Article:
Hot off the press, Dan “Cool Hand Uke” Scanlan’s new book, lightweight paperback and nicely designed, is full of tips and advice gleaned from the author’s sixty years of playing and teaching the ukulele. In that time period, the author has undoubtedly encountered all sorts of questions, for playing an instrument isn’t just about playing. Adults like to ask questions. It takes an experienced teacher to explain the answers without taxing the brain and intimidating the beginner.
To answer such questions, he dips into music theory, much of it written in Chapter 4 (Melody). Unlike classical pianists, most ukulele players first learn harmony (Chapter 3), through fingering chords and strumming, before next learning melody which requires knowing the names and locations of individual pitches (notes) on the fretboard. This is reverse of the traditional way of teaching piano and other pitched instruments where melody comes before harmony.
For ukulele players who learn to accompany themselves, the voice executes the melody. The ukulele, however, can be used to teach the representation of melody as well as note recognition needed to compose and improvise. I think this is the reason Scanlan devoted an entire chapter to introducing the different kinds of scales and intervals, for these are the building blocks of chords. It would be nice to see a one-to-one correspondence between the names of notes on the fretboard, western notation, and tablature at this point.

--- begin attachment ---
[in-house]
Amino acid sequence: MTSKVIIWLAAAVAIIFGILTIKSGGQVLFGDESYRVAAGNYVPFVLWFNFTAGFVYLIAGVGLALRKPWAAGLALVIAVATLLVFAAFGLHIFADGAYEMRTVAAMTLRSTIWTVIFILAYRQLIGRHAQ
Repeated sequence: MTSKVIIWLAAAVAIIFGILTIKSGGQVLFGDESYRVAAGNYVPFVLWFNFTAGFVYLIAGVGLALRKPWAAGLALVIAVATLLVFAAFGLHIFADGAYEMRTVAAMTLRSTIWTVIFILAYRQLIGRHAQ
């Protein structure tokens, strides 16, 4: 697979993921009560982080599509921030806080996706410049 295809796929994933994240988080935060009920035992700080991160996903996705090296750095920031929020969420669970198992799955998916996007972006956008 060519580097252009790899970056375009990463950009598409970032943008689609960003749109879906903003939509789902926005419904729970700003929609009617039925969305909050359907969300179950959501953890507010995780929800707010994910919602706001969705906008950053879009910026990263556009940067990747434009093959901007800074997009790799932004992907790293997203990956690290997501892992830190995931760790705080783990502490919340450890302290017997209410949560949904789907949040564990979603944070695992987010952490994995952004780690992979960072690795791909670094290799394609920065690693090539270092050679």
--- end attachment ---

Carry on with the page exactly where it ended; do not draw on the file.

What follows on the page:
It’s obvious where his expertise lies: the chapter on doo-dads covers all sorts of fun things you can do with your right-hand and some with the left, from the muffle to the glissando. Earlier in the second chapter on rhythm, he introduces different kinds of strums.
For the adult who already knows music theory and plays another instrument, the ukulele is easy to learn. Scanlan’s book is easy to read. I find myself looking forward to the UKE TIP sections for anecdotal breaks from the more serious body of text. His sense of humour shines through.
As usual, it’s a challenge to choose songs for an unknown audience, because it is defined by age, generation, and geography. The 14 songs in Chapter 6 are not arranged in alphabetical order by title or by difficulty. As beginners need to be led from easy to difficult, some indicator of skill level would be helpful. For instance, the easiest song is most likely his two-chorded “Fog Dog Blues” in F and C7. Next are the three-chorded “Annie Laurie” and “Hymn Song” in C, F, and G7. Scanlan wrote six of the songs.
Chapter 8 Chords contains a handy dictionary of chords, alphabetically ordered from A to G, a transposition chart (table) and useful mentions of common chord sequences (progressions), formulae for blues progressions, and the mighty Circle of Fifths. The mention of circle on the neck and sliding chords in the final two sections baits the reader to look-up video tutorials to explain just what they are and how to use them.
I like that there’s a glossary appendix devoted to defining the musical vocabulary used in the main text. The resources appendix will get you started with finding ukulele teachers, players, publications, festivals, and manufacturers online. I would be curious if anyone has made attempts to create exhaustive lists of each of these categories.
Where to get the book:
- Amazon online from $12.29
- Barnes & Noble from $13.99
- Christian Books from $12.59
- E-books from $10.99
- Independent bookstores near you
- Overdrive: find it in your library